Gifs as Universal Language Ideographs

Isaiah Berlin related that there are only two types of people, foxes or hedgehogs.  I’m a hedgehog.  A generalist. A slow plodder that sees the bigger, wider picture.

When it comes to language learning, this has been very handy.  It’s valuable to cut through the minutiae and see the horizon, the real terrain on which language learners travel and journey.

I got my beginnings in ELT as a special educator.  I became fascinated at how technologies developed to help special needs students communicate and learn could be applied to help general language learners.  Along the way – I always had the thought that maybe there existed a holy grail out there.  The possibility that we could develop a universal library of pictographs representing language and which could aid students in learning any language.

Let me explain.

Writing (and reading)  originally developed pictographically and by extension then ideographically.  First with the Sumerians and their cuneiform script some 7,000 years previously.

The Chinese developed their own symbolic writing system.  Characters were created and modified to extend meaning.

Many other languages are “ideographic”-  a symbol that represents an idea or a thing, rather than the sounds of a word.  Some languages are ideographic in the sense they do represent the sound too – like Korean Hangul.  Our modern-day emojis are ideographic too.

In special education, we have Blissymbols.  Also, other kinds of “picture sets” that students use to communicate and learn.  Very basic but they allow students to communicate and function in society. Here are some basic Bliss symbols. You can see how the symbol represents the meaning figuratively.

Now why am I relating all this?  What does this have to do with the language learner in your classroom?  Your teaching?

It is important because technology now allows us to so easily catalog human experience. This in turn means, we might now be able to build the holy grail of language – a library of universal images that can be referenced to define any term, idea, or meaning.

This is where gifs come into play. I’ve previously written about how powerful gifs are as “language-learning objects”.  However, the larger value of a gif is as a universal reference to an idea.  For example, this gif.

For any language it can be used to help students understand the human emotion – happiness. Or joy, excitement, elation …..

It would make language learning so easy if we could reference and use a whole universal library of human experience in gif to help students learn a language.  Of course, culture does often get in the way ….  it’s a blunt instrument. Happiness does not mean the same thing or is expressed the same way for all peoples.  However, students will and do get the meaning however un-nuanced. Also, the world is becoming a village. Gifs represent modern, changing, universal culture and the modern world.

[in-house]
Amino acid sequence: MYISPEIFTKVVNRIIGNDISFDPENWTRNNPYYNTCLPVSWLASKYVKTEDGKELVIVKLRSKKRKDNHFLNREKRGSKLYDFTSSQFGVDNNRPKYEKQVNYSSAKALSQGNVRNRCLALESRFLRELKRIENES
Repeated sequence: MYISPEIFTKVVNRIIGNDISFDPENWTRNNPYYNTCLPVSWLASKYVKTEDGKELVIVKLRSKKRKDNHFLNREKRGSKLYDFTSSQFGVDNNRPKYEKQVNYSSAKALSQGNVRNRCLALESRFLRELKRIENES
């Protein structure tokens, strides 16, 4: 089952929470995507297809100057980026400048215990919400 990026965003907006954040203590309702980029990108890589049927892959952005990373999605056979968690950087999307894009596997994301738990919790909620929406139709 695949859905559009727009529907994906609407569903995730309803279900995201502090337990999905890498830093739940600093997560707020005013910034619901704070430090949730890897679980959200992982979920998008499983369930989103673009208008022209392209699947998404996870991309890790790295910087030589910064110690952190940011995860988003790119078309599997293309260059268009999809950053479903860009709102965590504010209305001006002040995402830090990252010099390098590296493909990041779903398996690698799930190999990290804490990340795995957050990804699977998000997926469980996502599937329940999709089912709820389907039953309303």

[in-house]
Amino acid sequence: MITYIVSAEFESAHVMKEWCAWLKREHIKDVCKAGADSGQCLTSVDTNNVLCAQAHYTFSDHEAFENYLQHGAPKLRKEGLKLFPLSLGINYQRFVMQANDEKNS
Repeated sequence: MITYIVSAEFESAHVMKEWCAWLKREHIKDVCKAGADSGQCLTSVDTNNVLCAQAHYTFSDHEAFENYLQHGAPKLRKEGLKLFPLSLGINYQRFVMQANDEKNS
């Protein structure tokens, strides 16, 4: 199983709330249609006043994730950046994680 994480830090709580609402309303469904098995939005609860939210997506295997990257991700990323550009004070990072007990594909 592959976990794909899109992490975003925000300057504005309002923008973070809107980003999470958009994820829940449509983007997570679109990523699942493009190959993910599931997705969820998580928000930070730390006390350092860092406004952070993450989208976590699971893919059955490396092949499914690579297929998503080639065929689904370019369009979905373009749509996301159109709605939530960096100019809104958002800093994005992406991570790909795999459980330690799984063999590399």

An English gif corpus has several key advantages:

  1. It can be translated so it works the same to teach any language. We are in the process of doing so – first starting with Spanish.
  2. Students learn vocabulary with context and meaning.  Visuality aids learning and acquiring the language.
  3. Gifs are very malleable materials for curriculum developers. Perfect for creating materials.
  4. Copyright is open source. Gifs are an “altered, small snapshot” of a larger experience. Plus used in a differing context than the original.
  5. Learning pathway.  The gif library can be used to develop all kinds of learning pathways. In particular, they are perfect for flashcard learning and exposure.

I’m continuing my quest for this holy grail of “gifdom”.  See my leveled readers available to all subscribers to the ELT Buzz Lesson Library. 3,000 readers using gifs to provide support and context to learners.

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Teacher trainer, technology specialist, educational thinker...creator of EFL Classroom 2.0, a social networking site for thousands of EFL / ESL teachers and students around the world.

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2 Responses

  1. eddy says:

    ddeubel, EXCELLENT WORK! . The best idea i have seen. I love the gifs and think they are wonderful to teach esol students without having to recourse to translation and taking advantage of the gif and having them guess what the idea conveyed is and talk about it and come up with some other synonyms, so forth and so on..Great!

  2. ddeubel says:

    Thank you eddy. Your support and vision is to be commended. It’s a project of love and I’m glad others like yourself see its worth and the power of instruction and learning hidden in this small “movies”.

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